Pakistan's status as a privileged US ally is in question: Rex Tillerson


WASHINGTON (AFP) - Secretary of State Rex Tillerson warned on Tuesday (Aug 22) that Pakistan's privileged status as a major non-Nato US ally could be in question if it continues to give safe haven to extremists.

"We have some leverage," Tillerson told reporters, "in terms of aid, their status as a non-Nato alliance partner - all of that can be put on the table."

Pakistan is one of 16 countries to currently enjoy "major non-Nato ally" status, which is not a mutual defence pact like the Atlantic alliance, but allows close military cooperation.

Pakistan denied the accusation that it gives safe harbour to terrorists and rejected the US' criticism as "disappointing".

“No country in the world has suffered more than Pakistan from the scourge of terrorism, often perpetrated from outside our borders. It is, therefore disappointing that the US policy statement ignores the enormous sacrifices rendered by the Pakistani nation in this effort,” said a statement from the country’s Foreign Office.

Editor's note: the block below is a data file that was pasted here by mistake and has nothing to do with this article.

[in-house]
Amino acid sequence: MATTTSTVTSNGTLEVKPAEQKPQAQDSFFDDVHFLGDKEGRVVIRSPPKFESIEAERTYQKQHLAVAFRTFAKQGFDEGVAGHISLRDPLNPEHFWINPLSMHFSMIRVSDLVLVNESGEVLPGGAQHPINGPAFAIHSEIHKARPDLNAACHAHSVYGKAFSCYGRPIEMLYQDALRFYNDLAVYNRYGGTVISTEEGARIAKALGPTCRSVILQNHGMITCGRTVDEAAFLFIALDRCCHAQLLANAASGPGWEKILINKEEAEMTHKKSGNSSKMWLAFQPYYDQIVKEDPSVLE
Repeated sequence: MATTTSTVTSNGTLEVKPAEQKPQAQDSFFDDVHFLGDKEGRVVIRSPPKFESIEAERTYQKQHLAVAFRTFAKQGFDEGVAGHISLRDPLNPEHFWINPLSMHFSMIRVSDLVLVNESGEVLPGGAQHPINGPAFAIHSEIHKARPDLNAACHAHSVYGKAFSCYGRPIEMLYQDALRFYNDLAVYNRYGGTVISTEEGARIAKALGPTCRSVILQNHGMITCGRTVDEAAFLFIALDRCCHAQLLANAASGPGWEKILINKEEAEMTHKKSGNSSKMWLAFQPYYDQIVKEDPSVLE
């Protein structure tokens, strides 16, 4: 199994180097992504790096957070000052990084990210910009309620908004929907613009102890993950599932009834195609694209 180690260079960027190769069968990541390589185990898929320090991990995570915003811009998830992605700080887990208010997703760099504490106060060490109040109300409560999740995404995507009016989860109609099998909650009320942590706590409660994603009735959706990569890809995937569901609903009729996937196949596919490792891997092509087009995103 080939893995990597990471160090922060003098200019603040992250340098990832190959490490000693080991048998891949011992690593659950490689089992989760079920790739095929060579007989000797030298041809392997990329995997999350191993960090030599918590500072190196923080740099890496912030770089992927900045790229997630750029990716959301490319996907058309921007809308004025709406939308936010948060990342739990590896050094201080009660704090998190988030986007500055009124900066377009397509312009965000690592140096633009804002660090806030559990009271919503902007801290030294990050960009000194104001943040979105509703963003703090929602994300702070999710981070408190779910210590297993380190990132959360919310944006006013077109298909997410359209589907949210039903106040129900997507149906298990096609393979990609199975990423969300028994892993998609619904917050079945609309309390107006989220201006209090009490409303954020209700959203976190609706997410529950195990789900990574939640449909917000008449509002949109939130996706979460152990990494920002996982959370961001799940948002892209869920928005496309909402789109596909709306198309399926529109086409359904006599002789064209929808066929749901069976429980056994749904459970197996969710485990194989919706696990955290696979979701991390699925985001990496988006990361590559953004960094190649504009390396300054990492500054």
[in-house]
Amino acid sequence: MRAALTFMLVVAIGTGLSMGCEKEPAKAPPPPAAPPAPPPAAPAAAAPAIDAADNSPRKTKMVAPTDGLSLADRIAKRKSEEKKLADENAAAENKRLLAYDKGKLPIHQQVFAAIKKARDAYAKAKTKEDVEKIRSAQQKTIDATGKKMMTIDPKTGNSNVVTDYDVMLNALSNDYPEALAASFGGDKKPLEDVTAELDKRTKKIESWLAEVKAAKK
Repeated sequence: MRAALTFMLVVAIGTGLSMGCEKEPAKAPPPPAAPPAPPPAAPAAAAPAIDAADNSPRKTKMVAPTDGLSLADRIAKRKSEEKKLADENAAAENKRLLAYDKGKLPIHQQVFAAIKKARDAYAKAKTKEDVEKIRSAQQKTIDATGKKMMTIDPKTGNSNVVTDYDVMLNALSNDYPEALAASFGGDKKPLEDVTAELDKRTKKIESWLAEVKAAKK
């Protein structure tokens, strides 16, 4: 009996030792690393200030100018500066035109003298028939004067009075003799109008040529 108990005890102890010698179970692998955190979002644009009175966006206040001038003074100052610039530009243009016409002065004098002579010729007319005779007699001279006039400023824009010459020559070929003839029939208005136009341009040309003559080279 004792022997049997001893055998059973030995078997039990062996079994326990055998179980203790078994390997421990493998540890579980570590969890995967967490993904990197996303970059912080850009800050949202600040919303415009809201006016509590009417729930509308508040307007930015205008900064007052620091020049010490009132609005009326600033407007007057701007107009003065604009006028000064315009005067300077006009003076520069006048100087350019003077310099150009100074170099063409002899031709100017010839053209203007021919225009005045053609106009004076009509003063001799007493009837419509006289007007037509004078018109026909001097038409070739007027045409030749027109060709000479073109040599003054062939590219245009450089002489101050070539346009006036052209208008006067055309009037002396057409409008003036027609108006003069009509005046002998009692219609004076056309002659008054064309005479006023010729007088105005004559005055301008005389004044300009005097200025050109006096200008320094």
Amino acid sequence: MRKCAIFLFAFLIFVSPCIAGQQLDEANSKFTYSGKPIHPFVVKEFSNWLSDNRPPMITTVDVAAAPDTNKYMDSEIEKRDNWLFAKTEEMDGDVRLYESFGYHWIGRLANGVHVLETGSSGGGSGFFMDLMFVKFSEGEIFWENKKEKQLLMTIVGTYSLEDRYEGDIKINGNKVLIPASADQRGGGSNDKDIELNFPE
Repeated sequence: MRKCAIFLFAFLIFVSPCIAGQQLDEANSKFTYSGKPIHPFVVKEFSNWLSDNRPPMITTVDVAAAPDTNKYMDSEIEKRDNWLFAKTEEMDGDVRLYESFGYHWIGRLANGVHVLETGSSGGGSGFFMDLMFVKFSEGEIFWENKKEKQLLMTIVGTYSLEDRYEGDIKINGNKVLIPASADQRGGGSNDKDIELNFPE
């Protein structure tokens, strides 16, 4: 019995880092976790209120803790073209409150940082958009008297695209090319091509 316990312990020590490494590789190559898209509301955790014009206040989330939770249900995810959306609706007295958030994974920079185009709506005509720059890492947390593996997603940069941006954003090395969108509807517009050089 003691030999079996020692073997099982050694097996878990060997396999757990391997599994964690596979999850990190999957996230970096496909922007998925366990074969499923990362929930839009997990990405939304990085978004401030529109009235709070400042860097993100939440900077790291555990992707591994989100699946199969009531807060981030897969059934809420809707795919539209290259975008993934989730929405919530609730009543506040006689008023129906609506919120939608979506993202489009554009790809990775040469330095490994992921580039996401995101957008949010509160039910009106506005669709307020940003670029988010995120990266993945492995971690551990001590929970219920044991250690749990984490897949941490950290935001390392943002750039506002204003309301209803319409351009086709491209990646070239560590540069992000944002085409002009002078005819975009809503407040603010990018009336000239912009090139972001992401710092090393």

On Monday, President Donald Trump sternly rebuked Pakistan for supporting groups like the Taliban and the Haqqani network, which launch cross-border raids on US and Afghan troops.

And he suggested Pakistan will suffer consequences if it does not get behind a renewed US effort to help Kabul repel the Taleban and force them to negotiate a political settlement.

On Tuesday, Tillerson met journalists to brief them on the details of the strategy, and to lay out what Islamabad might expect if it does not fall into line.

"The President has been clear that we are going to attack terrorists wherever they live," Tillerson said.

"We have put people on notice that if you're providing safe haven to terrorists, be warned - we are going to engage those providing safe haven and ask them to change what they are doing."

And Tillerson added that, aside from the Afghan people, Pakistan has more to gain "than any other nation" from an end to the fighting.